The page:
This project is helping to break down stereotypes for area kids and for the international students involved. Her work with children in southeastern Ohio schools has helped Cynthia Kyei overcome stereotypes that she had formed about the United States. "You think it's the land of plenty…" she says, explaining that she now realizes that the U.S. is like other countries where some people are rich and some people are poor. She has also observed characteristics that her culture in Ghana has in common with that of the U.S. such as respect for elders. Kyei has enjoyed seeing places outside Athens and appreciates the opportunity to learn new skills. "Now I'm not too shy to stand in front of a group," she says. "I've learned a lot."

Through her interactions with local schoolchildren Selam Tesfai has also learned more about U.S. culture. "The students are very open," she observes. "In my country you are told to keep quiet and not speak, but here you are so free. I learned from them to be more open and to speak up."

Tesfai and her companions are sometimes surprised by the questions the children ask that illustrate stereotypical images of Africa. "They associate Africa with animals," she says. She and her fellow presenters hope that the children will learn to think of more than safari animals when they think of Africa. When asked how they bathe in Eritrea, she explains that she comes from the city where they have hot running water and that she bathes the same way people do here in the U.S.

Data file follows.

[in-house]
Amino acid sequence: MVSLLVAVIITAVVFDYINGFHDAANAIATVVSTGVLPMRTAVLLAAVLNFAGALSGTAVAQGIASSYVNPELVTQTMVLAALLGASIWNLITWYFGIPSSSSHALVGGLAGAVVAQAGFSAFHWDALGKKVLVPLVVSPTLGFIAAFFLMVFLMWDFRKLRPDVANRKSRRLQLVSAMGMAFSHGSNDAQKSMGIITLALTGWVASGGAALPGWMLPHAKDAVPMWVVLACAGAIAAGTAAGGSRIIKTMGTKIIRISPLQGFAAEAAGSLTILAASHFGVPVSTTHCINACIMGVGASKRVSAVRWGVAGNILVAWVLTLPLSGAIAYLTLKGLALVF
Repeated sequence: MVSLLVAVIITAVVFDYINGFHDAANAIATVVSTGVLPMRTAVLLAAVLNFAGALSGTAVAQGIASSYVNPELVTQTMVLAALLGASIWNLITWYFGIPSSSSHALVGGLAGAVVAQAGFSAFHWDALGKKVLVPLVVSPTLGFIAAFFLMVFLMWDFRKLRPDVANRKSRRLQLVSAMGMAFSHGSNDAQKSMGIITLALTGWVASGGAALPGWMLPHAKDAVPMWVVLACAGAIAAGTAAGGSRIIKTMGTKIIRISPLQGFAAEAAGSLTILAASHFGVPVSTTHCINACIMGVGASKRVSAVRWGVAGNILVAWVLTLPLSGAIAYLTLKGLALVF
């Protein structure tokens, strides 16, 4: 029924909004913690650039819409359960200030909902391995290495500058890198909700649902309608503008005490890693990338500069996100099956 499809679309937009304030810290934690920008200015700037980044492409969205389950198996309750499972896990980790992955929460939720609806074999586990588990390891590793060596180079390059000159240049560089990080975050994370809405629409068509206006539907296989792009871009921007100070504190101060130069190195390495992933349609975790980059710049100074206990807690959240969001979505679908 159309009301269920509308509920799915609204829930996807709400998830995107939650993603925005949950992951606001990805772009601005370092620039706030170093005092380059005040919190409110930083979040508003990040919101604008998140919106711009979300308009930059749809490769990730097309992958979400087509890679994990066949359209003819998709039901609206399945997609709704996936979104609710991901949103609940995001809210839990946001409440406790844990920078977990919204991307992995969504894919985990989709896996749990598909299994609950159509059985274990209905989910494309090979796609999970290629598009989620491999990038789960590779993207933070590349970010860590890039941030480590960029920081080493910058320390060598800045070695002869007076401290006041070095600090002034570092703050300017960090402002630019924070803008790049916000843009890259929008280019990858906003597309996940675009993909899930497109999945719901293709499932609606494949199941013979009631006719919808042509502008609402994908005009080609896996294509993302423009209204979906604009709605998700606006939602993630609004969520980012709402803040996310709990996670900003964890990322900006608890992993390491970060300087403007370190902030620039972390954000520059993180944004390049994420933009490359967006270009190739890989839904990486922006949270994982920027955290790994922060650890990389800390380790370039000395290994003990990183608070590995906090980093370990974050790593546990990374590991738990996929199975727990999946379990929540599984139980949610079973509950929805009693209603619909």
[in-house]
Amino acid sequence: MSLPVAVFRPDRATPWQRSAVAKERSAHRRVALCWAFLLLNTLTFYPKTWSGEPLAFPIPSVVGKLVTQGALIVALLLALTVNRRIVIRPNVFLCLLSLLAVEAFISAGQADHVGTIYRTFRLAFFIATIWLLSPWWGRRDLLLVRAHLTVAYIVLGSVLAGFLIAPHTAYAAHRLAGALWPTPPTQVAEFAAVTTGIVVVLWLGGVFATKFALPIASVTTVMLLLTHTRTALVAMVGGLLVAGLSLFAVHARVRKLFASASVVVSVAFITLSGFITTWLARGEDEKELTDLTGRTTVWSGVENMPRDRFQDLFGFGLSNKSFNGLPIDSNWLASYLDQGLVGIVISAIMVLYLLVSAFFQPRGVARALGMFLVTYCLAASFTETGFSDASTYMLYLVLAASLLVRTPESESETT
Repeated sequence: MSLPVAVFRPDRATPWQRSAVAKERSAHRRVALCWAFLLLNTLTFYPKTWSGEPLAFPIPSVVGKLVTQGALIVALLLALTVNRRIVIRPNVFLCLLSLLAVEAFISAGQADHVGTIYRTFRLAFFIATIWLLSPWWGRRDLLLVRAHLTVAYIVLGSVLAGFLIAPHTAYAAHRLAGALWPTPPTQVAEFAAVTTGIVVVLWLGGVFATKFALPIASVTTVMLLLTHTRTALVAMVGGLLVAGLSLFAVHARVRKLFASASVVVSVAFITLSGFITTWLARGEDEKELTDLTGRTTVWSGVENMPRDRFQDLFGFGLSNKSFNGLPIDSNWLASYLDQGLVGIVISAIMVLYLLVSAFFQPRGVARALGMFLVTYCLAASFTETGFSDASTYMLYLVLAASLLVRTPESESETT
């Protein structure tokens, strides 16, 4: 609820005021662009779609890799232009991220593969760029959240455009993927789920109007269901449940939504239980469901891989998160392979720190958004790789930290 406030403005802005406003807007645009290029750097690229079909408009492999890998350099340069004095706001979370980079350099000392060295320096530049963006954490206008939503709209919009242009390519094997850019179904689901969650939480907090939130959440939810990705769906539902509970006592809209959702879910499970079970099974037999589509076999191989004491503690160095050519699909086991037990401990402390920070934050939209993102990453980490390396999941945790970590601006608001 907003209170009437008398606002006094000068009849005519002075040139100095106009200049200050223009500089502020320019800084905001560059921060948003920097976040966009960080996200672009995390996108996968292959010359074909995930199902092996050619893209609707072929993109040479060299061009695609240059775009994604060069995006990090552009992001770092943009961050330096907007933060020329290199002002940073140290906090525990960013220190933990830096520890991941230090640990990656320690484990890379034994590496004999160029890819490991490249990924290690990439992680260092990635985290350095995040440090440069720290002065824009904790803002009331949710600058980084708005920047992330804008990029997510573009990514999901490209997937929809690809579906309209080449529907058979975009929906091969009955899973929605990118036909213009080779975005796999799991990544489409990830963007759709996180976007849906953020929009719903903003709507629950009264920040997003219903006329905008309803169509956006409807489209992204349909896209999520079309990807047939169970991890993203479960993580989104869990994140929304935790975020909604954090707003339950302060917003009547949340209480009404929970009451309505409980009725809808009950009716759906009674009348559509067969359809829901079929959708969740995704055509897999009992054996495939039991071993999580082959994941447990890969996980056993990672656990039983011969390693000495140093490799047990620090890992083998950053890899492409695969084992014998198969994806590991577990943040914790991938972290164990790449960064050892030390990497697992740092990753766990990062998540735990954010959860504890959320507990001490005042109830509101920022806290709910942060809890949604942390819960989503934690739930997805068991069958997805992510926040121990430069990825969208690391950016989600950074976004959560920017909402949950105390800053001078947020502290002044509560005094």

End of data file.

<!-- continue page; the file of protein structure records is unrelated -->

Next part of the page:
Cat Cutcher, a doctoral student in cultural studies who has traveled and studied in Kenya and Southern Africa, uses props to engage students and broaden their understanding of Africa. She illustrates the diversity of the African continent by sharing her collection of dolls from different African nations. She explains to the children that Africa is a continent with 54 countries and more than 2,000 languages.

Housed in the Center for International Studies, the Ohio Valley International Council is a liaison between Ohio University and the regional community. The council coordinates innovative programs that draw on the university's international resources to help public school teachers and students, community groups and business organizations increase their knowledge and understanding of different cultures and global issues. The center also circulates learning kits and curriculum materials throughout the region and offers teacher workshops on a variety of topics.


Jennifer Cochran is the assistant director for communication and graduate programming at the Center for International Studies. 

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Published: Jan 3, 2007 9:35:38 AM